Period Space, Not Period Space Space

A brief note....a third installment in our Handpress Library will follow soon, probably Pepler's The Hand Press...been deep in printing Oddballs. A few of the recent sheets have resisted our efforts for uniformity and consistency (Timothy Leary was one; big surprise he rebelled against conformity), which leaves us too drained at the end of a day to write blogs. Last night we were attempting to unwind with a library book, Iain Banks' The State of the Art, a collection of short stories we'd first read maybe 20 years ago. But a few paragraphs into the first story we were stopped short by what seemed like an unusual amount of space after a period. Almost like two spaces. Really?! Gobsmacked with disbelief, we quickly scanned across that spread, and then flipping through the book confirmed yes, there were two spaces after each period throughout the first half, just like the students at Miss Havisham's School for Young Typists were taught a century ago. The disappearance of the additional space in the book's second half suggests perhaps the spaces were in the original text files used for setting the book, and the designer was too lazy to remove them (which shows a lack of care). And if these spaces are there intentionally (which shows a lack of care and taste), why only in the first half?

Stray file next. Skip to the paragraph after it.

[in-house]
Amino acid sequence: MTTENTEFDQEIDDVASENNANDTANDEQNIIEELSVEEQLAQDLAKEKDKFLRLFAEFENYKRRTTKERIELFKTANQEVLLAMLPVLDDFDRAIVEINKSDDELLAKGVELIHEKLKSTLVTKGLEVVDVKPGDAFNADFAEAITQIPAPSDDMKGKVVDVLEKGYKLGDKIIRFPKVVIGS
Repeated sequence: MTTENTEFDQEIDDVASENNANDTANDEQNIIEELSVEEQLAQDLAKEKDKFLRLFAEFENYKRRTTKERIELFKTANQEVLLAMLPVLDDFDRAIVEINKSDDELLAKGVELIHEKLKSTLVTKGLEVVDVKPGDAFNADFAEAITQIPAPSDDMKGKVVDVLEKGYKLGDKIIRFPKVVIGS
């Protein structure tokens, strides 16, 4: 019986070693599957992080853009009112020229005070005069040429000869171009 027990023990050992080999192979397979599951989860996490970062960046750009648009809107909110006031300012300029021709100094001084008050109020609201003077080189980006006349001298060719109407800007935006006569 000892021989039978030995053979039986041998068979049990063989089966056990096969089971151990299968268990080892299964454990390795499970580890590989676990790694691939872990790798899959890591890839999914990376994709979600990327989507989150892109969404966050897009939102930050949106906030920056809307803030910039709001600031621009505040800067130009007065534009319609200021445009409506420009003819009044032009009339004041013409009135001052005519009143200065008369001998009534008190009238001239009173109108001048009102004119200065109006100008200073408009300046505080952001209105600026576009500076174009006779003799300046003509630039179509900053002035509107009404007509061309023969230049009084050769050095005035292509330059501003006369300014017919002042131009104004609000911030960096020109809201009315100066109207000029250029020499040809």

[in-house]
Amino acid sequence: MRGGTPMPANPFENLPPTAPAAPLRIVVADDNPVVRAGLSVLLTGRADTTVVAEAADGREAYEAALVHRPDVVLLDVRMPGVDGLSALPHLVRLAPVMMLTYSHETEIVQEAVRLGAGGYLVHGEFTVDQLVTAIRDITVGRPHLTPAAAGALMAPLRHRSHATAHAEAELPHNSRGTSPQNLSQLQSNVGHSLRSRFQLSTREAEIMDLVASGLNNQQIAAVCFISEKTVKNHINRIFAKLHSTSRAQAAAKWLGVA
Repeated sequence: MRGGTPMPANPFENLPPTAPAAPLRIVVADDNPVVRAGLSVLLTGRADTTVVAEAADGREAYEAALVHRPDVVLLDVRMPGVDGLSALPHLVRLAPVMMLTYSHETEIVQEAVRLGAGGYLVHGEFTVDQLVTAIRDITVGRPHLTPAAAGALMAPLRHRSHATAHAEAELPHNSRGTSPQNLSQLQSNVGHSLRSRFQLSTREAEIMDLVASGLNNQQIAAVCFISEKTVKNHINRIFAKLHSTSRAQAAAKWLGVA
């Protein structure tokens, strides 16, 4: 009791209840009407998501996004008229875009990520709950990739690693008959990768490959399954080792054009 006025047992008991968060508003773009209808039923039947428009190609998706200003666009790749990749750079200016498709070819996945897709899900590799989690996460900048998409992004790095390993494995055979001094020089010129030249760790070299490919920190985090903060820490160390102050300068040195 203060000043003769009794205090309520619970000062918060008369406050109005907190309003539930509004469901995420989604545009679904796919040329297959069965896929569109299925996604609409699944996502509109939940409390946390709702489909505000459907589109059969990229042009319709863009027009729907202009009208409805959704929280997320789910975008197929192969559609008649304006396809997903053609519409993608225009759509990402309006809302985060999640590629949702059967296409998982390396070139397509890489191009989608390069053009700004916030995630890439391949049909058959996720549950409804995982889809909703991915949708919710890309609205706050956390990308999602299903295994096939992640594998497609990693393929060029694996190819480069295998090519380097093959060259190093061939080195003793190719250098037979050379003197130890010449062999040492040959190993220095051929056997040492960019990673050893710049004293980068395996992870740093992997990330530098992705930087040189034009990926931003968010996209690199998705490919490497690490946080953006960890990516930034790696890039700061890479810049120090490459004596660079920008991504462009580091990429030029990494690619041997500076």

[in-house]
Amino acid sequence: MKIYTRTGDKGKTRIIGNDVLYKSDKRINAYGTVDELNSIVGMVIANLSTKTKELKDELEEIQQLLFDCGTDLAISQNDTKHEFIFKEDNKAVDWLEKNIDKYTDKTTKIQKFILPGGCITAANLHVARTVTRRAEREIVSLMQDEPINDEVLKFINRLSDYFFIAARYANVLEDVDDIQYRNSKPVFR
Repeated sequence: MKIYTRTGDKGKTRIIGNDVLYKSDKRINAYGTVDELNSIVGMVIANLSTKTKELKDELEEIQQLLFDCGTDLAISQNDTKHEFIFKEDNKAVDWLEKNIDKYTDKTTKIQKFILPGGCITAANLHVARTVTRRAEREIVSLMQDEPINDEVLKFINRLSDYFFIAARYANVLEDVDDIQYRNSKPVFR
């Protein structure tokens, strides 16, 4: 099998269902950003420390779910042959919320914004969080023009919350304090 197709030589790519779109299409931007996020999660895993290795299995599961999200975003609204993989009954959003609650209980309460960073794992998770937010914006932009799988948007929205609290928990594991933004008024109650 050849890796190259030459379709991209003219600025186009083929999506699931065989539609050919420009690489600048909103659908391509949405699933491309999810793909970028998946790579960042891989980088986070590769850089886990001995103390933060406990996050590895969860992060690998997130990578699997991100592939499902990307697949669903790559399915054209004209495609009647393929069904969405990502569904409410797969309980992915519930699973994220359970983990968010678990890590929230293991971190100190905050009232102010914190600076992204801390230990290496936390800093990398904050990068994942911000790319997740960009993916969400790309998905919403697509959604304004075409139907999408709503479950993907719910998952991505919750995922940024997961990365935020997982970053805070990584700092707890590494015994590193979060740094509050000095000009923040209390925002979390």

This vestigial belief in double-spacing was the topic of a half-hour discussion on a national radio show in Canada last spring, and it alarmingly generated a huge amount of pro and con debate. (It being Canada, both sides were given equal deference and the question remained unresolved. If you can't even get a thing like this right....) It's bad enough that there are still people who are prepared to defend this as good practise, but to see it in a book is incredible.

It was a second edition of The State of the Art we were reading, issued in 2004 by Night Shade Books. We've seen other books they've put out, and none have shown much sensitivity for design. The unfortunate aspect of this situation is that the first edition, from Mark V. Ziesing, was an attractive book (and, contrary to Night Shade's claim, Ziesing's was the first publication of this collection not only in North America, but also the world). However, as a bookseller who specializes in modern fiction, Ziesing can take comfort in knowing that, if only for typographic relief, this latest edition of The State of the Art will make his original that much more desirable.